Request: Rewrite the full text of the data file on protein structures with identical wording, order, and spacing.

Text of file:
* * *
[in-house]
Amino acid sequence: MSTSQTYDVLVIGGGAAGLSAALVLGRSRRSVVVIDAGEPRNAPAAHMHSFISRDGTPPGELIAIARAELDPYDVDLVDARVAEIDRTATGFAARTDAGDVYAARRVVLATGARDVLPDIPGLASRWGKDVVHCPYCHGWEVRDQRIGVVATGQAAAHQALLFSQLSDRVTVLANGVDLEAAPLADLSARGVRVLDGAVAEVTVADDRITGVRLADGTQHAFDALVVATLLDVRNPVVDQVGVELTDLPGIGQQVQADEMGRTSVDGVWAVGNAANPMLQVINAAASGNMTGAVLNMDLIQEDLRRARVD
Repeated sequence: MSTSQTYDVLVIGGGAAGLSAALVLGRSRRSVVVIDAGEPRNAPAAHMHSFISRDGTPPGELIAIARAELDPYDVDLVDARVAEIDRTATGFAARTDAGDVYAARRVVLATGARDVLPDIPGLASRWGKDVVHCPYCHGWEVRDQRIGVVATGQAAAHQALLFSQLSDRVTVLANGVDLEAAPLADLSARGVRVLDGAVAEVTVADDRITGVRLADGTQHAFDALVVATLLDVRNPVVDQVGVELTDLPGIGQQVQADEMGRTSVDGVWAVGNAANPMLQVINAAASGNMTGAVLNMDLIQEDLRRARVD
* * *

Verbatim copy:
[in-house]
Amino acid sequence: MSTSQTYDVLVIGGGAAGLSAALVLGRSRRSVVVIDAGEPRNAPAAHMHSFISRDGTPPGELIAIARAELDPYDVDLVDARVAEIDRTATGFAARTDAGDVYAARRVVLATGARDVLPDIPGLASRWGKDVVHCPYCHGWEVRDQRIGVVATGQAAAHQALLFSQLSDRVTVLANGVDLEAAPLADLSARGVRVLDGAVAEVTVADDRITGVRLADGTQHAFDALVVATLLDVRNPVVDQVGVELTDLPGIGQQVQADEMGRTSVDGVWAVGNAANPMLQVINAAASGNMTGAVLNMDLIQEDLRRARVD
Repeated sequence: MSTSQTYDVLVIGGGAAGLSAALVLGRSRRSVVVIDAGEPRNAPAAHMHSFISRDGTPPGELIAIARAELDPYDVDLVDARVAEIDRTATGFAARTDAGDVYAARRVVLATGARDVLPDIPGLASRWGKDVVHCPYCHGWEVRDQRIGVVATGQAAAHQALLFSQLSDRVTVLANGVDLEAAPLADLSARGVRVLDGAVAEVTVADDRITGVRLADGTQHAFDALVVATLLDVRNPVVDQVGVELTDLPGIGQQVQADEMGRTSVDGVWAVGNAANPMLQVINAAASGNMTGAVLNMDLIQEDLRRARVD